TORGAII, a fortified town in the Prussian province of Saxony, is situated on the left bank of the Elbe, 30 miles north-east of Leipsic and 26 miles south-east of Witten berg. Its most conspicuous building is the Schloss Hartenfels, on an island in the Elbe, begun in 1481 and completed in 1544 by the elector John Frederick the Magnanimous. This castle is one of the largest Renaissance buildings in Germany, and contains a chapel consecrated by Luther in 1544. The town-house is a quaint building of the middle of the 16th century, and there are several other large and fine buildings, chiefly modern. The parish church contains the tomb of Catherine von Bora, Luther's wife. The once flourishing weaving and brewing industries of Torgau have declined in modern times ; but the town has manufactures of gloves and miscellaneous articles, and carries on trade in grain, &c., on the Elbe and by rail. The fortifications, begun in 1807 at Napoleon's command, are largely surrounded with water ; they include a tete-de-pont at the end of the bridge across the Elbe. In 1885 the population was 10,988 (in 1783 4000), a large proportion of them soldiers.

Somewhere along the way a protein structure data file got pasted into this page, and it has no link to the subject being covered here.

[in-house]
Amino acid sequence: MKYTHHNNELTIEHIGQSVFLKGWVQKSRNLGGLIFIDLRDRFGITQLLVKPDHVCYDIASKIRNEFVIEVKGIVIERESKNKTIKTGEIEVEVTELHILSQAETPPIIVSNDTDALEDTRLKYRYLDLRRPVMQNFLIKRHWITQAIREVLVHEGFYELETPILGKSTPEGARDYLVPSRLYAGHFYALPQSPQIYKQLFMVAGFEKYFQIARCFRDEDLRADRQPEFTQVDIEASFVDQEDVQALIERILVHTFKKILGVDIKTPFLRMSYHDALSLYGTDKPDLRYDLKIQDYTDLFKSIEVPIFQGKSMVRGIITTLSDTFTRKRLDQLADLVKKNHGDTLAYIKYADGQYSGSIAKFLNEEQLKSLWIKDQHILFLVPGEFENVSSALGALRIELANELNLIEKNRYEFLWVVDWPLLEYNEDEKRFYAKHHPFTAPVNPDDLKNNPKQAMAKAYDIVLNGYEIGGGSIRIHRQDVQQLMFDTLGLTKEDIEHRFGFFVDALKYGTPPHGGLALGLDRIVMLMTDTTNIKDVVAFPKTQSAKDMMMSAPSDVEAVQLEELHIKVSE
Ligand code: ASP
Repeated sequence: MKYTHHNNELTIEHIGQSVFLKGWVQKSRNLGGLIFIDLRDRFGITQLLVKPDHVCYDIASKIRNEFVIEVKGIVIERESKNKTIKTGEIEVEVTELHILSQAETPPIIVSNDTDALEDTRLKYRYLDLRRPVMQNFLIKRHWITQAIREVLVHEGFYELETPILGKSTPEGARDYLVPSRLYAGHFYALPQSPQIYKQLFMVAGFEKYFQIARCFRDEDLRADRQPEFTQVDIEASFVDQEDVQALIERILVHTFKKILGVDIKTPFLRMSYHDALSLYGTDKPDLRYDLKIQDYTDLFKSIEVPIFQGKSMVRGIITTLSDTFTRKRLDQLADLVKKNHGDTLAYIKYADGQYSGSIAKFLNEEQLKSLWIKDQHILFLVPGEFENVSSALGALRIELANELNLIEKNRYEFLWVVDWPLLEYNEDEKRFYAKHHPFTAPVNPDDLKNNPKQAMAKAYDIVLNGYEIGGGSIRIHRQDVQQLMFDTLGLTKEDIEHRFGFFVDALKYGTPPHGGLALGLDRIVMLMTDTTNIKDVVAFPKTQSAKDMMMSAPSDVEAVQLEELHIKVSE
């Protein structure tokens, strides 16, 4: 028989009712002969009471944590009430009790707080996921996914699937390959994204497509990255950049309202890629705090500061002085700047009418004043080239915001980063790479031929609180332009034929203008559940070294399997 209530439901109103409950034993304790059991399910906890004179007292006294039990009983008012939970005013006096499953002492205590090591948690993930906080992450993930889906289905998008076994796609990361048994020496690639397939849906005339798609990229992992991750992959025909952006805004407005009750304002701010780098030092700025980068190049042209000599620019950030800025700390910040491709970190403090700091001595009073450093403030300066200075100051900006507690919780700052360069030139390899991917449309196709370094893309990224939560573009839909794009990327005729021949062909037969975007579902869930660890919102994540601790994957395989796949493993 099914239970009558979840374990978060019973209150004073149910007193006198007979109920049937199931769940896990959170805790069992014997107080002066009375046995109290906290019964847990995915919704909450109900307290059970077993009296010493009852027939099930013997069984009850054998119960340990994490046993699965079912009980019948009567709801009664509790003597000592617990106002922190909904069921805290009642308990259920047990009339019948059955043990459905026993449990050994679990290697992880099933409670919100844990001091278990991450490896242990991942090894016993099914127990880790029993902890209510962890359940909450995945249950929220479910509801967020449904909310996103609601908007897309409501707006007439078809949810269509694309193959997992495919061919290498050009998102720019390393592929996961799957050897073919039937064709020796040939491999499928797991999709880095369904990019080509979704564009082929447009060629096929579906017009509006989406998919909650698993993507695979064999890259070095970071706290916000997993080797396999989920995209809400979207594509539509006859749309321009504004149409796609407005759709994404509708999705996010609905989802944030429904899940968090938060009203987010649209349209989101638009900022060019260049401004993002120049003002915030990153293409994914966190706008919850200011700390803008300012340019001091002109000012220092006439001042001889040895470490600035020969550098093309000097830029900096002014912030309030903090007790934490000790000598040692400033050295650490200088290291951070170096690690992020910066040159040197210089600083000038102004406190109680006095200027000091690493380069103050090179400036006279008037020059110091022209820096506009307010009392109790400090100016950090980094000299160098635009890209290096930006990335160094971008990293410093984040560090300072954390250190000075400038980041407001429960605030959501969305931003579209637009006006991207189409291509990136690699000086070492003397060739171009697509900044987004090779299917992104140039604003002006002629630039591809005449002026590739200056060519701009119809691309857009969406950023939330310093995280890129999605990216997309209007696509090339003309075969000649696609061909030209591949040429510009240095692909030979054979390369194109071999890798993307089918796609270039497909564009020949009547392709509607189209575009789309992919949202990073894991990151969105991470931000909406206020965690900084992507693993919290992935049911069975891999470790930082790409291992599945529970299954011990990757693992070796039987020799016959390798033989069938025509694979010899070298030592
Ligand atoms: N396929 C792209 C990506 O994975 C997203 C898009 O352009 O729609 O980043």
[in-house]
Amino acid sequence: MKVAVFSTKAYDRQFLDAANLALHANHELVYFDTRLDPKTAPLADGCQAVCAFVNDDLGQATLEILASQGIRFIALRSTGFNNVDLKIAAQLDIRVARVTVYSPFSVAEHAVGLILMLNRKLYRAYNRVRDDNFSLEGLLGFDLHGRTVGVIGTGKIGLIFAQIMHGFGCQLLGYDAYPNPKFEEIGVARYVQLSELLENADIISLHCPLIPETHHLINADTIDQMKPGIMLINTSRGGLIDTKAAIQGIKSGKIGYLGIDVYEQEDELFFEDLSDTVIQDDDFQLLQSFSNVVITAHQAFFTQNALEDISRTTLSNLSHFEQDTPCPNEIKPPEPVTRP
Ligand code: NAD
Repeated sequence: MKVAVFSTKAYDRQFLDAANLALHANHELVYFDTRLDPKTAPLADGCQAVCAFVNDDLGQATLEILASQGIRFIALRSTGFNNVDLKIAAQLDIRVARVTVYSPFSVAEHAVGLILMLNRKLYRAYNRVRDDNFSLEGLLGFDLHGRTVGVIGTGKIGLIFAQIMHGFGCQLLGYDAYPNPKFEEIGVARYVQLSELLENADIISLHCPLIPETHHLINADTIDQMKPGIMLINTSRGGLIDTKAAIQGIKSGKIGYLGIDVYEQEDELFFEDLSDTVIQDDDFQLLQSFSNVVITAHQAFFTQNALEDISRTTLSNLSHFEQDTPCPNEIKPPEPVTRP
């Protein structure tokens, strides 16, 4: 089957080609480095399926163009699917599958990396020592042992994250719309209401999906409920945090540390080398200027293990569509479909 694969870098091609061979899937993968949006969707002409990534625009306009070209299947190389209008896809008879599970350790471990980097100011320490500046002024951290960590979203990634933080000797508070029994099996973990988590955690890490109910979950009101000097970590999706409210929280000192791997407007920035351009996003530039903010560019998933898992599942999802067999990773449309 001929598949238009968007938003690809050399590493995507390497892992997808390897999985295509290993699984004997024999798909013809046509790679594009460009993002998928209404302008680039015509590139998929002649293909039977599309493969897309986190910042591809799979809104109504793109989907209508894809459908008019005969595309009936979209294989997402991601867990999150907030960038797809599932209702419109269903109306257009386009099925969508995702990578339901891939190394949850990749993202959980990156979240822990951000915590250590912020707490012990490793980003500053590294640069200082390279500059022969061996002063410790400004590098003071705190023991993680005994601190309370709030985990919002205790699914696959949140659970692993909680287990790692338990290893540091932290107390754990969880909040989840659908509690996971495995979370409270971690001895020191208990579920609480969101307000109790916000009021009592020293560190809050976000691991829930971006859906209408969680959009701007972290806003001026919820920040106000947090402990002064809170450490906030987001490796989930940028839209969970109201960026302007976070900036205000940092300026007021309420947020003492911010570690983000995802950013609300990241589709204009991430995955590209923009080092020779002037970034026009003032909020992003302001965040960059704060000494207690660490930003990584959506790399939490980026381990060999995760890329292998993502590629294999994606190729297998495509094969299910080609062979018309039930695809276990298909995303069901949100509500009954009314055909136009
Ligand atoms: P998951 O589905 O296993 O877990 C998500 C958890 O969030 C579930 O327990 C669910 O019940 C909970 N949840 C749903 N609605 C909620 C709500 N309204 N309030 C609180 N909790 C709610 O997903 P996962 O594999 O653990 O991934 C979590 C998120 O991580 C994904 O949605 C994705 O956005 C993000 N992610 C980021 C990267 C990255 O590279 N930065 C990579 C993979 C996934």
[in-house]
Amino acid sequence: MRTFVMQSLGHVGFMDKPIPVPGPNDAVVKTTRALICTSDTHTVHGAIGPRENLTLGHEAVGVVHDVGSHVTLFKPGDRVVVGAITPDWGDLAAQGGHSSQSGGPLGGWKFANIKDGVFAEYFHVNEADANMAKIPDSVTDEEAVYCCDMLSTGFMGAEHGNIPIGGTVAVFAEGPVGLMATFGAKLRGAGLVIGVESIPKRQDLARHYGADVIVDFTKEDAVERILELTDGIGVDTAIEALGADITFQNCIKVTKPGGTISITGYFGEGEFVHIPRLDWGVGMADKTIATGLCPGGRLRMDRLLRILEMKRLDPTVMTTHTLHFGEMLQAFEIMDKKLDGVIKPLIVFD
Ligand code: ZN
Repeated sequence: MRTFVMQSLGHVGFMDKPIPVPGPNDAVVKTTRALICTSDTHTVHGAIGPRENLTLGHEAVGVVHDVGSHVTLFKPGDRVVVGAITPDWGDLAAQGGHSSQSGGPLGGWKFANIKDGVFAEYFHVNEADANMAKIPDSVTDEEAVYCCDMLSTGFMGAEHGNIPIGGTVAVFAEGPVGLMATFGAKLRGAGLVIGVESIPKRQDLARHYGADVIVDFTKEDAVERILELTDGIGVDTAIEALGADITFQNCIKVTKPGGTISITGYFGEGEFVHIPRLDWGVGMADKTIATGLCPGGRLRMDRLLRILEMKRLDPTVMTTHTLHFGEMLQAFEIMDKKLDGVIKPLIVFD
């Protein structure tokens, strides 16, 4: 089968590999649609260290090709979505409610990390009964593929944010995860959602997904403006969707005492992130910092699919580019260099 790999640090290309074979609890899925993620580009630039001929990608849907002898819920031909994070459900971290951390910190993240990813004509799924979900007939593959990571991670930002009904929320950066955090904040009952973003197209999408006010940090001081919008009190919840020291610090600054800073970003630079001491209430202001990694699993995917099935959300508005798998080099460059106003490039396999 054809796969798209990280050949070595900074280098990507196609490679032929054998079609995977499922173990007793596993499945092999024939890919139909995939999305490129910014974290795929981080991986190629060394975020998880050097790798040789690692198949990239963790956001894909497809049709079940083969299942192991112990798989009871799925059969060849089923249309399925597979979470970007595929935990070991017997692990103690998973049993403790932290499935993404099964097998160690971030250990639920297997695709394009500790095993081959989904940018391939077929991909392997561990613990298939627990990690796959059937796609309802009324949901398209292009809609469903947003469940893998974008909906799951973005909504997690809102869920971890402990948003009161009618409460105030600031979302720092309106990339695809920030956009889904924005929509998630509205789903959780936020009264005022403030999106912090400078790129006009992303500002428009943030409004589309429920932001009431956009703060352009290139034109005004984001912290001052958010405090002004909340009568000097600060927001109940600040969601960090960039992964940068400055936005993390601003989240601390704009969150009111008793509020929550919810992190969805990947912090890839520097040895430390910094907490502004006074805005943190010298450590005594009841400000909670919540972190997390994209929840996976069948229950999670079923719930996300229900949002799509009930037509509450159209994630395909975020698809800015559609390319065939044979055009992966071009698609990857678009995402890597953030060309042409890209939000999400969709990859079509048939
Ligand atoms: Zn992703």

Torgan is said to have existed as the capital of a distinct principality in the time of the emperor Henry I., but by 1305 it was in the possession of the margrave of Meissen. It was a frequent residence of the electors of Saxony. In Reformation times Torgan appears as the spot where John of Saxony and Philip of Hesse formed their league against the Roman Catholic imperial estates ; and the Torgau Articles, drawn up here by Luther in 1530, were the basis of the Augsburg Confession. The Thirty Years' War inflicted great suffering on the town. In 1760 Frederick the Great defeated the Austrians in the neighbourhood of Torgau. The town capitulated to Tauentzien on January 10, 1814, after a siege of three months.